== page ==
Fasting & Humility: Tailor-made Sackcloth for the Soul


 Fasting to Dress the Soul

. . . I wore sackcloth; I afflicted myself with fasting; I prayed with head bowed on my chest. [Psalm 35:13].

A dose of voluntary self-deprivation such as fasting is often helpful in enhancing our devotional live and strengthening our faith. By restraining worldly appetites, we offer a modest personal sacrifice that seeks to purify our spirit and humble our ego.

O you who have attained to faith! Fasting is ordained for you as it was ordained for those before you, so that you might remain conscious of God. [Quran 2:183].

Leaving secular pursuits and transient desires behind, for a while, we hope to make the Divine Presence our primary focus.

Fasting produces a condition of body and mind that optimizes consciousness of God. It generates a spiritual process that dilutes secular concerns and enhances piety. Fasting prepares us to recognize the presence of God, and to purify our soul by clothing our thoughts with respect for the holy.

O CHILDREN of Adam! Indeed, We have bestowed upon you from on high [the knowledge of making] garments to cover your nakedness, and as a thing of beauty: but the garment of God-consciousness is the best of all. Herein lies a message from God, so that man” might take it to heart [Quran 7:26].

Fasting and Humility

Fasting is only a preliminary ceremony, to be accompanied by prayer, worship and spiritual exercises. These continue the purification of the soul, inducing humility, prompting sober thoughts and generating submission.

Fasting asserts the will against the appetite – the reward being self-mastery and the danger pride: involuntary hunger subjects appetites and will together to the Divine Will, furnishing an occasion for submission and exposing us to the danger of rebellion. But the redemptive effect of suffering lies chiefly in its tendency to reduce the rebel will. Ascetic practices, which in themselves strengthen the will, are only useful in so far as they enable the will to put its own house (the passions) in order, as a preparation for offering the whole man to God. They are necessary as a means; as an end, they  would be abominable, for in substituting will for appetite  and there stopping, they would merely exchange the animal self for the diabolical self.  [C. S. Lewis, The Problem of Pain].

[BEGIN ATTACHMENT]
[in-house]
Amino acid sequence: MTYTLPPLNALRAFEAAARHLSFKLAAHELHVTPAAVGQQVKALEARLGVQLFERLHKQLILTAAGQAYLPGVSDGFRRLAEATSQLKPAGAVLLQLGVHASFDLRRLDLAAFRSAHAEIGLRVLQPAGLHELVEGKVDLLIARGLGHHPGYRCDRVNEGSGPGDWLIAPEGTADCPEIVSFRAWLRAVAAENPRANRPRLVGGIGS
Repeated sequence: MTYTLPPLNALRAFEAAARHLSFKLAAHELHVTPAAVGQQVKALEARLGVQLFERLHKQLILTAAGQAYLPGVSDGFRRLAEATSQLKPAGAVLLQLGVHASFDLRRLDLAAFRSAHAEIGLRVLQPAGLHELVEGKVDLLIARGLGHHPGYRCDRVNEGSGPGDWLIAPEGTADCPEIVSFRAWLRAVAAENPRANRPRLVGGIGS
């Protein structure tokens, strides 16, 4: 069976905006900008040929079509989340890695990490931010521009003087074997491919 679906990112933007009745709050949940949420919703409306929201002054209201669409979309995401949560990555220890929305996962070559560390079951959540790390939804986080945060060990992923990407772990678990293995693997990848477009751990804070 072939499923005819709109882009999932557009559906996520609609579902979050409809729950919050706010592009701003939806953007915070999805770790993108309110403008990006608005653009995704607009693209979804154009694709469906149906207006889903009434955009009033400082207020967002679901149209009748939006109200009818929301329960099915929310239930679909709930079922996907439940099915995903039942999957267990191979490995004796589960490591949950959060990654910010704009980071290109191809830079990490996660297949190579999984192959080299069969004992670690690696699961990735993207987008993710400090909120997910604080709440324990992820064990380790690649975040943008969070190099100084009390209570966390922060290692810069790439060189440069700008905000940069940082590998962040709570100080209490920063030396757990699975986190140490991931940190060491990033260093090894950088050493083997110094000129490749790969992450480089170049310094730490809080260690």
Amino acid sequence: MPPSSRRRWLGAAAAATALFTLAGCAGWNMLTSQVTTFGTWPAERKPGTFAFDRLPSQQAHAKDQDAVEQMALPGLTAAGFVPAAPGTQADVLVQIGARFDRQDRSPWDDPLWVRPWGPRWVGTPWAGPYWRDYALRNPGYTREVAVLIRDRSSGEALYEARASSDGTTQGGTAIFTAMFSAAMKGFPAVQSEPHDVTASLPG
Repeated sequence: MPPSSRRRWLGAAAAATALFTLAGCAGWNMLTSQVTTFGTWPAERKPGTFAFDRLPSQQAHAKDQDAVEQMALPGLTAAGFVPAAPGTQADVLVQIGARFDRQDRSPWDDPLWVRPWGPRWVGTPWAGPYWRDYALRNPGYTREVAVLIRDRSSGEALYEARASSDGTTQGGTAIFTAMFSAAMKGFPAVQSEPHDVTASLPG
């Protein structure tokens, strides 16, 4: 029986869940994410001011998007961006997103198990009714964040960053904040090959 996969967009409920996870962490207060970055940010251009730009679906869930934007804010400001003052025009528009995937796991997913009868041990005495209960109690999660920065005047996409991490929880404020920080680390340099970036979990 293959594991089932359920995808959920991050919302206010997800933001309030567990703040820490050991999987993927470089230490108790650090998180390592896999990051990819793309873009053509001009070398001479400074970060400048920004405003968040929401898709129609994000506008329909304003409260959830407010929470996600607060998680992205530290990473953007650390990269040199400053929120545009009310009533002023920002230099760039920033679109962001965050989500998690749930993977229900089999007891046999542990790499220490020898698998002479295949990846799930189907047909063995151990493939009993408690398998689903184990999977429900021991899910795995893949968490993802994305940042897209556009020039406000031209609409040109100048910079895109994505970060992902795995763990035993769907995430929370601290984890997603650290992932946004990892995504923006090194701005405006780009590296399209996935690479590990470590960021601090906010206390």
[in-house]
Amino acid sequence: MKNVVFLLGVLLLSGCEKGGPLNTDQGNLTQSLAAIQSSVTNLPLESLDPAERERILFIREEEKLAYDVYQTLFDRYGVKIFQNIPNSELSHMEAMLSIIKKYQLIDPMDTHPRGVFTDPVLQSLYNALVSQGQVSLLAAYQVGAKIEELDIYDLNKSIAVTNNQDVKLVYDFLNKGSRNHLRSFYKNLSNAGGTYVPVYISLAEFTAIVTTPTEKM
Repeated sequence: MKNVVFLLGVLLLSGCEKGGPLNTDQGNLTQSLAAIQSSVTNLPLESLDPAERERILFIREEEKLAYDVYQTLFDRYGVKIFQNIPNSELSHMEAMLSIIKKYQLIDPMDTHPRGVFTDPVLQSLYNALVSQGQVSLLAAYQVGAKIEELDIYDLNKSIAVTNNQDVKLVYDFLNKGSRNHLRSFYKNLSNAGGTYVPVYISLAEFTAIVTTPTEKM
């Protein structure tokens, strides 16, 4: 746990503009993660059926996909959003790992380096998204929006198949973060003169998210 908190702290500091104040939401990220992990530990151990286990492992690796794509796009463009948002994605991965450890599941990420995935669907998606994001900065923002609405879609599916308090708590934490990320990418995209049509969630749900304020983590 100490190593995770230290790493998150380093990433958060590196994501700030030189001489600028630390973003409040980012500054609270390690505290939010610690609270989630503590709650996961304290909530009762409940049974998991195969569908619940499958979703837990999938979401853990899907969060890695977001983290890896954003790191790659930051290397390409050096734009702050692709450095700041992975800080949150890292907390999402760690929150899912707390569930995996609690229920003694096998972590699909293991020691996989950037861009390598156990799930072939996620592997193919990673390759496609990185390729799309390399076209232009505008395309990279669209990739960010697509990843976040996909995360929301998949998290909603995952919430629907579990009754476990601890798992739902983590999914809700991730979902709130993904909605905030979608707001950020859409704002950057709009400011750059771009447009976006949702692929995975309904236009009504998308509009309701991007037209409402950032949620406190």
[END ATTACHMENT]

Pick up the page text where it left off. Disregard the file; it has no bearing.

The body, rendered weak and vulnerable, cries for its Lord. The floundering mind acknowledges its incomprehension of reality and its limited capacity to understand itself. It too cries for its Lord.

The fasting slave is now nourished by remembrance of the Divine, an ineffable mixture of visions and awareness — a fragrance that permeates the senses, a taste of an intangible substance. This is nothing that the body or mind can control, for the ability, energy and strength of both have been abandoned.

And it [fasting] is chiefly, as it is a help to prayer, that it  has so frequently been found a means, in the hand of God, of confirming and increasing, not one virtue, not chastity only …  but also seriousness of spirit, earnestness, sensibility and tenderness of conscience, deadness to the world, and consequently the love of God, and every holy and heavenly affection. [Sermons of John Wesley, #27, Upon Our Lord’s Sermon on the Mount: Discourse Seven].

Divine Presence

When there is little left of the personal ego, the helpless slave submits, ready to do whatever the Lord commands. Our hope and wish being to remain in sacred service.

A person who has given up all desires for sense gratification, who lives free from desires, who has given up all sense of proprietorship and is devoid of false ego—he alone can attain real peace. [Bhagavad Gita 2:71].

Now, neither mind nor body can describe, define or measure reality. God alone is the measure, and this reality can only be described as a Divine Presence, for there is nothing comparable.

The touch of God can be slight, a feathery grace – less that a breeze, lower than a whisper – that leaves the entire soul fulfilled, satiated, for as long as the touch is remembered. Yet, when the body and mind awake and the senses resume control, the touch becomes as a dream. The more it is sought, the more thought and reasoning interfere.

Be completely humble and gentle; be patient, bearing with one another in love. Make every effort to keep the unity of the Spirit through the bond of peace. [Ephesians 4:2 (NIV)].

However, Divine remembrance remains whenever humility prevails and our soul is still. Strange condition this, which cannot be attained by our intellect or skill. Our perception, accustomed to dependence on body and mind, struggles in this state, where God provides all, and only worship is effective.

Restrain thyself along with those who cry unto their Lord at morn and evening, seeking His Countenance; and let not thine eyes overlook them, desiring the pomp of the life of the world; and obey not him whose heart We have made heedless of Our remembrance, who followeth his own lust and whose case hath been abandoned. [Quran 18:8].

May God grant us entrance into the Divine Presence. May He grant us the willpower to discard selfish impediments hindering and obstructing our awareness. May He guide us from our secular drunkenness into ecstatic sobriety.

May the reality of God’s Presence be manifested in the thoughts of our mind, words of our mouth and the works of our hands.

Remember how the Lord your God led you all the way in the wilderness these forty years, to humble and test you in order to know what was in your heart, whether or not you would keep his commands. He humbled you, causing you to hunger and then feeding you with manna, which neither you nor your ancestors had known, to teach you that man does not live on bread alone but on every word that comes from the mouth of the Lord. [Deuteronomy 8:2-3 (NIV)].


Further reading:

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